“I paint and sculpt to get a grip on reality.. to protect myself .”

Alberto Giacometti

I have to admit to a slight distrust of hyper realistic figurative sculpture. It is a crazy notion, the idea of trying to copy life, and if an artist attempts to imitate life it can only lead to disappointment. We are still a long way away from the world of Blade Runner Replicants. Instead something needs to change through the hand of the artist – through the head, the hand, and the heart in fact – in order for the work conversely to evoke life. We are very attuned to what it means to be human, and changes to scale, contour and colour can have interesting psychological and emotional qualities. This current body of work - which I tend to think of as one group, not least because the works are now all around me in the studio - continues my preoccupation with sleeping figures, but introduces a new element with a series of active, leaping figures.

The paradox that lies at the heart of trying to capture movement in still and silent clay and bronze has for many years dissuaded me from the attempt. The last time I made some equally animated figures was right at the start of my career – back in 1985 and 1986 when I was 20 or 21 years old. They were men, balancing on one foot, arms in the air, graffiti on their clothes. Looking back now I think they were a statement, a kind of belligerent shout of ‘Here I Am’ which was rooted in what I felt was the truth of the present moment. They were followed by other semi-active figures which I made occasionally towards the end of that decade (see far left) but by the early 1990’s my focus had shifted on to more restrained figures – standing, sitting or walking - where the idea of action is implied rather than depicted. Often on the edge of movement or lost in thought, these later more gravity bound sculptures are in their own way equally true to their present ‘moment’.

The exceptions are the ones that are sleeping. When someone is sleeping, their internal lives are closed to us - and yet we know when we dream that we can do anything, be anything. The past and the present combine in the same way that they combine, if we are lucky, in art. A consideration of sleep allows us imaginative freedom, and some of the strongest reactions to my work have occurred when people encounter the sleeping figures. Perhaps this is not so surprising, considering that sleep is something we all do, for almost a third of our lives. The empathy with the object can be instant. In the current climate when I think about the new sleeping figures, they seem vulnerable. Cradle (pages 10-11) was conceived before the present crisis, and inspired by Markéta Luskacöva’s powerful and moving ‘Sleeping Pilgrim’ photograph from 1968, of an anonymous man resting on the ground, while on a pilgrimage in Levoca, Slovakia. When I look at her image, the ground appears to hold him in its palm, and the picture embodies a universal truth. A photograph was also the starting point for Lying Woman (pages 26-27) which depicts a lighter kind of sleep, a young woman resting on the ground, her head on a frisbee. I saw the original image by Vinca Petersen (Ali and Frisbee 1995) in 2002 and it has stayed on my mind ever since. So why the simultaneous return to active figures? For me there is a direct connection between sleep, dreams and memory. This year I have felt time passing more acutely than usual – I’m 55, my eldest child is 19, my father 91 – and the balancing act of life plays out most vividly in my dreams. From trying to rebuild my father (a particularly bad dream) to being a father myself, and remembering what it was like to be young. In dreams you can find yourself weightless or falling, young again with a visceral sense of what it’s like to leap forwards, to dance, or prematurely old, legs moving too slowly and nothing feeling right. Then the dawn comes again and the quotidian reality of life reasserts itself. For me these new works are an attempt to reflect and explore this duality.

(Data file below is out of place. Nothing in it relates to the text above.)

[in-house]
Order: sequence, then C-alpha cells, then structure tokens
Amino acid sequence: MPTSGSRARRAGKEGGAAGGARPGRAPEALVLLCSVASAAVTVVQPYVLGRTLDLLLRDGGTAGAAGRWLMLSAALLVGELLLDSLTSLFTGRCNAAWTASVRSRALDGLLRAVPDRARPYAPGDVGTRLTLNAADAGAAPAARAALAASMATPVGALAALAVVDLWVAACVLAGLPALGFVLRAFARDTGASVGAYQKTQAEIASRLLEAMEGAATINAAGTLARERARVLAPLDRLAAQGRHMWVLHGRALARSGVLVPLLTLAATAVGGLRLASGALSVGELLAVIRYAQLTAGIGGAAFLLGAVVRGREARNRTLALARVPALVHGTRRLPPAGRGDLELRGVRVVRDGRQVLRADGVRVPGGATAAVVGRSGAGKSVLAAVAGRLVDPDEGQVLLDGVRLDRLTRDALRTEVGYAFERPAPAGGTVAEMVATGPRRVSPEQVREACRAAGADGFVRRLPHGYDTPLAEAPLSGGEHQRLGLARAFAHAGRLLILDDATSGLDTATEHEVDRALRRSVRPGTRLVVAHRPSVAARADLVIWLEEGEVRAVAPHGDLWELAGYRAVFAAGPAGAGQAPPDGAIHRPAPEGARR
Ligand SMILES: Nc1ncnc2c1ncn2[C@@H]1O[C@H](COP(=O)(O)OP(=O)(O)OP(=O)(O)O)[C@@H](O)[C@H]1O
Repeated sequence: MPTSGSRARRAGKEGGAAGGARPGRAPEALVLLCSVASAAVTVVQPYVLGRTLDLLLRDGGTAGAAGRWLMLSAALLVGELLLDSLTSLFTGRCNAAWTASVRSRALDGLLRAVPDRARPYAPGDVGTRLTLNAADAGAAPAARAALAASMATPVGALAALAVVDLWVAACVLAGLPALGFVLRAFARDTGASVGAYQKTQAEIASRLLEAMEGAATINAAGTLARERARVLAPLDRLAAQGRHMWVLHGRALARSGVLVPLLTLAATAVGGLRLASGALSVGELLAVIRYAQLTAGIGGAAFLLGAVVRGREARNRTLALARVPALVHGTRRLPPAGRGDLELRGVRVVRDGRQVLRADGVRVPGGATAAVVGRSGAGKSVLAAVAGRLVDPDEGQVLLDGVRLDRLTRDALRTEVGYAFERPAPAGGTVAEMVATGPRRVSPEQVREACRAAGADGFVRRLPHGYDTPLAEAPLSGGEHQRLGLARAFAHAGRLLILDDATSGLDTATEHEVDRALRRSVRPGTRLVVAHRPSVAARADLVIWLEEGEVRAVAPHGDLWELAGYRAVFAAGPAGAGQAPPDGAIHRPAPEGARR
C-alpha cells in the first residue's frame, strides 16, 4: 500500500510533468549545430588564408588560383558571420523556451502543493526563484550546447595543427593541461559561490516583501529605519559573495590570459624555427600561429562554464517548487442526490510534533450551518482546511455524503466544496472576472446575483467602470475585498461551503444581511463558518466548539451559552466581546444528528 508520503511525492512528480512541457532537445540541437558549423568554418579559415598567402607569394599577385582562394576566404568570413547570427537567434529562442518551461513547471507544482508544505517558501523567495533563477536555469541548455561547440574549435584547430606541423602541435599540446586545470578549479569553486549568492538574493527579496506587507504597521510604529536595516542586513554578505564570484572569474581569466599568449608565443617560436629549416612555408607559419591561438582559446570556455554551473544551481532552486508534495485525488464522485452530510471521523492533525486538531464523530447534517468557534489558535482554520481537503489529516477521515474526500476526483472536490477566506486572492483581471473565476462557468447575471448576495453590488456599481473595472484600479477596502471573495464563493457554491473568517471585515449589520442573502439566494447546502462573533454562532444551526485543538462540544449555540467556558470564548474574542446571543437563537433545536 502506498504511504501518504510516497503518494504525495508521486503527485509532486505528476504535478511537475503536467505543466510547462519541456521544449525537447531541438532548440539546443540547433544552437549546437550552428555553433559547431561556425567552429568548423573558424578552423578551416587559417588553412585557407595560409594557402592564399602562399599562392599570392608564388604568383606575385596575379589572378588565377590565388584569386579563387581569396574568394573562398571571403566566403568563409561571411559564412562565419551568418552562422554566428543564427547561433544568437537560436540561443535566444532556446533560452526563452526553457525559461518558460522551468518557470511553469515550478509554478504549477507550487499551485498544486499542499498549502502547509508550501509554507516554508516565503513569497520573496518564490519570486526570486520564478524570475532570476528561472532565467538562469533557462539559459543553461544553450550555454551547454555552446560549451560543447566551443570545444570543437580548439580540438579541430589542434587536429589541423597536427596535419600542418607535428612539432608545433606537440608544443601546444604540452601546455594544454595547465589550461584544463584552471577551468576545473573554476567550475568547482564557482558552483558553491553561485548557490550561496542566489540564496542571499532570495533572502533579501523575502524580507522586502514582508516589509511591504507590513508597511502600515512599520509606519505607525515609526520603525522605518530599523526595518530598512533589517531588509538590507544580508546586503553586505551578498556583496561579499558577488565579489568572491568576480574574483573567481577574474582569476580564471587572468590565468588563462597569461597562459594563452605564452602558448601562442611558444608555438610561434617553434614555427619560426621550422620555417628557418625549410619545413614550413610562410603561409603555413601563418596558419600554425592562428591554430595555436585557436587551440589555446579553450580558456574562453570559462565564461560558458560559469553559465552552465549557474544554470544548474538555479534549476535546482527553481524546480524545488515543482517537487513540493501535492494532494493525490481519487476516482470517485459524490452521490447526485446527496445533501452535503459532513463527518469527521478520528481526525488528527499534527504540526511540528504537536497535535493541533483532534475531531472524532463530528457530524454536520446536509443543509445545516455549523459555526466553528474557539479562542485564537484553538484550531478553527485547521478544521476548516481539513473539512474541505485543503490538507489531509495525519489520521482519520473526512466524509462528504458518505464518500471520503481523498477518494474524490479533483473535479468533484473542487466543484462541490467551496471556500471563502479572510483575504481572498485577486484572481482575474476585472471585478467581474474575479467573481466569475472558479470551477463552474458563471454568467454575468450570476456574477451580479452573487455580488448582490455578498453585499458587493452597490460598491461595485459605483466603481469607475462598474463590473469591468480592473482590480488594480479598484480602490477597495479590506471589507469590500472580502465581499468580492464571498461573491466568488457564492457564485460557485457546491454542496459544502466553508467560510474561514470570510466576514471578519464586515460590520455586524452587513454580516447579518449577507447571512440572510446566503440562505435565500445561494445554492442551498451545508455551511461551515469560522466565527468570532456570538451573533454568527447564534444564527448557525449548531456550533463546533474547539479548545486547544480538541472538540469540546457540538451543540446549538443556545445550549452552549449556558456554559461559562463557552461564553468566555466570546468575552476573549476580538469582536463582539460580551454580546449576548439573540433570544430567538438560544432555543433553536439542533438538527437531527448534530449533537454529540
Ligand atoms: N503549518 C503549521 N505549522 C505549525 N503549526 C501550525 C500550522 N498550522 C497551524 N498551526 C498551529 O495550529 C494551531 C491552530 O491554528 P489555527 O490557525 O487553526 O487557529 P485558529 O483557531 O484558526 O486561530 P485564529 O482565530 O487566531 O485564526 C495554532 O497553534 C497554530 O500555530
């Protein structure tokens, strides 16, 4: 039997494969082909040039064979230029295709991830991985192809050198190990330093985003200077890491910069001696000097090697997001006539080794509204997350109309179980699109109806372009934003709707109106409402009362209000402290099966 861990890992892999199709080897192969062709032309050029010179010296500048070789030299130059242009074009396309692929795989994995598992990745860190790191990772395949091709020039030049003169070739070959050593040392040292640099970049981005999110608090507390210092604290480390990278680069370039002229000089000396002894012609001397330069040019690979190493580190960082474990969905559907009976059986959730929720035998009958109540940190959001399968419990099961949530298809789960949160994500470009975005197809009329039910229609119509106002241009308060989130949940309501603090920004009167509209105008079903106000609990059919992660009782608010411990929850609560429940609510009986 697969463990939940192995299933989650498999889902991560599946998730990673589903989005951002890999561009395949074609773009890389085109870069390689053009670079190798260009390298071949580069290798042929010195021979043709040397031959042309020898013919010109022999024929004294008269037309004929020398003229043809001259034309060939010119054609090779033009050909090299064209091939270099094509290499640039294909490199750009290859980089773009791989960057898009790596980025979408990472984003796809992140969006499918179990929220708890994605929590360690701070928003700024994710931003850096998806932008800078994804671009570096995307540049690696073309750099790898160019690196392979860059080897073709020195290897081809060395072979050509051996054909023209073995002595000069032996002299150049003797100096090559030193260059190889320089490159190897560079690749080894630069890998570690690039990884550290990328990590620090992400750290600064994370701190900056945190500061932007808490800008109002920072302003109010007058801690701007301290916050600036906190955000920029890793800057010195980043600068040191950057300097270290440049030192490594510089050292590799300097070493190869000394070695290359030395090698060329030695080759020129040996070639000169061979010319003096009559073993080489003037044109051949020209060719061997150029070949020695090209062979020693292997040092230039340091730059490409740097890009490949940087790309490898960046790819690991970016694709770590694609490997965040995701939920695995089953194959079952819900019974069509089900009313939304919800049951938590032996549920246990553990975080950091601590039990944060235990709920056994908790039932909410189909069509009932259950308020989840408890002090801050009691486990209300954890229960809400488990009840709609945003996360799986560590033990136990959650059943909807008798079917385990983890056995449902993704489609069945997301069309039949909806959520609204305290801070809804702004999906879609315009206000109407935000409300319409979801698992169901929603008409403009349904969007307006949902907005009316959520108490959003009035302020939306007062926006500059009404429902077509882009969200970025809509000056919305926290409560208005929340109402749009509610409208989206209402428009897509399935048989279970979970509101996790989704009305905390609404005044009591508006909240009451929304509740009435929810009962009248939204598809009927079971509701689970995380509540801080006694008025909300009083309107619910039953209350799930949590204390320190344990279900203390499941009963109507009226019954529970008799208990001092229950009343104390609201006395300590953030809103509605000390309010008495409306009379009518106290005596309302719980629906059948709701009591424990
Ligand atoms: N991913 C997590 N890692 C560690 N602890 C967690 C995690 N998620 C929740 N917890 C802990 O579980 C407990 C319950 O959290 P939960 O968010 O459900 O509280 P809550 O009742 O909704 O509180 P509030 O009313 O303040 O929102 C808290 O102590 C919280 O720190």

Objectively however, I wonder how important it is to know why or when an artwork was made? Art is an expression of the imagination after all, and art exists without us - its power to move us is to some extent separate from the tyranny of time that dominates our lives. We all constantly experience the present moment becoming the past, and you could argue that obsessing about the ‘new’ is a form of distraction or displacement activity. Happily, the young couple gazing at each other (Standing Figure [Man] + Standing Figure [Woman], pages 32-39) could just as easily evoke 1980 as 2020, (apart from the phone in his pocket perhaps, or the style of her jacket). Standing 7ft tall, they are certainly ‘other’ to us, while at the same time they embody something very familiar. ‘Familiar’ is an interesting word – its origin coming from the family. I certainly feel related to my sculptures, and this is perhaps a result of my creating them and so having a kind of kinship with them. My connection to them feels important (which is why I am drawn to depict certain people more than others) but once the work is complete and has left the studio, the significance of my relationship to it fades. When I began the new Lying Man in March (pages 16-18) the piece was about time passing and dreams, but now he is out on his own in the world, in late 2020, the work feels like it has a more serious connection to health and to breathing – although ultimately its emotional resonance resides in the mind of the viewer. The great thing about art is that it will change again: the object remains while meanings shift through different periods in our lives, so that we might look back at something when we are older and feel entirely different about it. The reality of the work is affected by what we bring to it ourselves.

Sean Henry

“The last thing we learn about ourselves is our effect”

William Boyd